EMILE (Photo Monkey with Access to a Word Processor)
The key to enjoyment is managing expectations, especially when it comes to things like comic book movies. X-Men: Apocalypse is an average movie with bright spots and head-scratchers scattered around the 2.5-hour long runtime. It’s by no means unwatchable but recent outings from the same genre have raised the bar of quality considerably.
From the outset, X-Men Apocalypse leaned too heavily on tropes that were either tiresome or weren’t followed through in any meaningful capacity. The heroes were once again inadvertently the cause of the central conflict – the return of Apocalypse. This was disappointing as Moira MacTaggert, sorely missed in Days of Future Past (DOFP), was reduced to being a plot device with having little real relevance for the rest of the movie, save for a few scenes with Professor Xavier. The specter of “fridging” reared its ugly head once again in Magneto’s story arc. The movie opened Erik living a quiet, happy life in Poland with a wife and kids, immediate red flags. The story beats played out predictably and dashed all hopes that this new child would be Polaris, Magneto’s third child from the comics. Erik continued on his fallback emotion of rage that has been a through-line during the new X-Trilogy. Personally, I felt that the desired end point could have been reached without such obviousness. Lastly, I had hope for Raven’s new role as reluctant Messiah. Her role in DOFP gave her a spotlight she never wanted. Yet, she never stopped her crusade for helping mutants, forging her own path from Xavier and Erik. Unfortunately, they never really explored what the role meant to her or how she meaningfully affected the mutants around the world. She didn’t seem to struggle enough before the end of her story.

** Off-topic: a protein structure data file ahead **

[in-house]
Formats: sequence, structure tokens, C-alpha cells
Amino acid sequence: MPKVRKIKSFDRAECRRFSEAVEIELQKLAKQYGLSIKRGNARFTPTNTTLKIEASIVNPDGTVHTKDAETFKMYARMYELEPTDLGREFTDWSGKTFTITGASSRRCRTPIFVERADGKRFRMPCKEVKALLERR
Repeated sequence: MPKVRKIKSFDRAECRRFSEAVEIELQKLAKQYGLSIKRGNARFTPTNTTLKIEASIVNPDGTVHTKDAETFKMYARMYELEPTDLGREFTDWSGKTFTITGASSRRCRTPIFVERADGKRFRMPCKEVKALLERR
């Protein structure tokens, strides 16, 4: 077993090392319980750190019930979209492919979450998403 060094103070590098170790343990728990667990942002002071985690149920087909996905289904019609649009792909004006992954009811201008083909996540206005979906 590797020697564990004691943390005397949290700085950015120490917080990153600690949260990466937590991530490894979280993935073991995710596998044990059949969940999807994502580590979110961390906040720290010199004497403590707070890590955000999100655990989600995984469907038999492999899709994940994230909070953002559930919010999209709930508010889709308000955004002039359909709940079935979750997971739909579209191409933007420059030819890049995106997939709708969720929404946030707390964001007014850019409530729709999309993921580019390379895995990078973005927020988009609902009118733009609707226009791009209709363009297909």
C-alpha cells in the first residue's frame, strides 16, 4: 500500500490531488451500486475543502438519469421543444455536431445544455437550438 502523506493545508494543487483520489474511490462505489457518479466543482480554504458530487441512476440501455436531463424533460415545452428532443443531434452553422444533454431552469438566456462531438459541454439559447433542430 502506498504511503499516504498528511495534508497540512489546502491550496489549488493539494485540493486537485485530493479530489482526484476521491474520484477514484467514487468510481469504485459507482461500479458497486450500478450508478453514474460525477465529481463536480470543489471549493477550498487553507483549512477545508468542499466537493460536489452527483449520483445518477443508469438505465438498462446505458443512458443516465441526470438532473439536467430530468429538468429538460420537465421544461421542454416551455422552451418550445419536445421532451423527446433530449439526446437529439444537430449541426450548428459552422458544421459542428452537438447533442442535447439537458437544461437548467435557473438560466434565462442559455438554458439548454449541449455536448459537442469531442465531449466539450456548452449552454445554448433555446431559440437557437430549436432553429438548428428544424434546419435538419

The new entrants into the franchise were a welcome breath of fresh air. Like them or hate them, they fit their comic book counterparts to a tee. Scott Summer and Jean Grey portrayed the awkward clumsiness of growing up, except with superpowers. Kurt Wagner played well the strange, naïve, yet hopeful outsider. It is unfortunate to see how Jubilee was underutilized, possibly even reducing her to token Asian character. Quicksilver made a welcome appearance back, with easily one of the most spectacular set pieces of the movie. He came back a little older, a little wiser, but still pretty much the goofball who lives in his mother’s basement. The Horsemen, on the other hand, receive little development or motivation. Angel’s descent into darkness is logical within the framework of the movie but isn’t in-line with his comic persona. Storm is also somewhat flimsy but it adds a bit more credence to Mystique’s role in the movie. Terrible waste of Psylocke as well, being an awesome kickass goon w/ the personality of a cardboard box with light jealousy issues.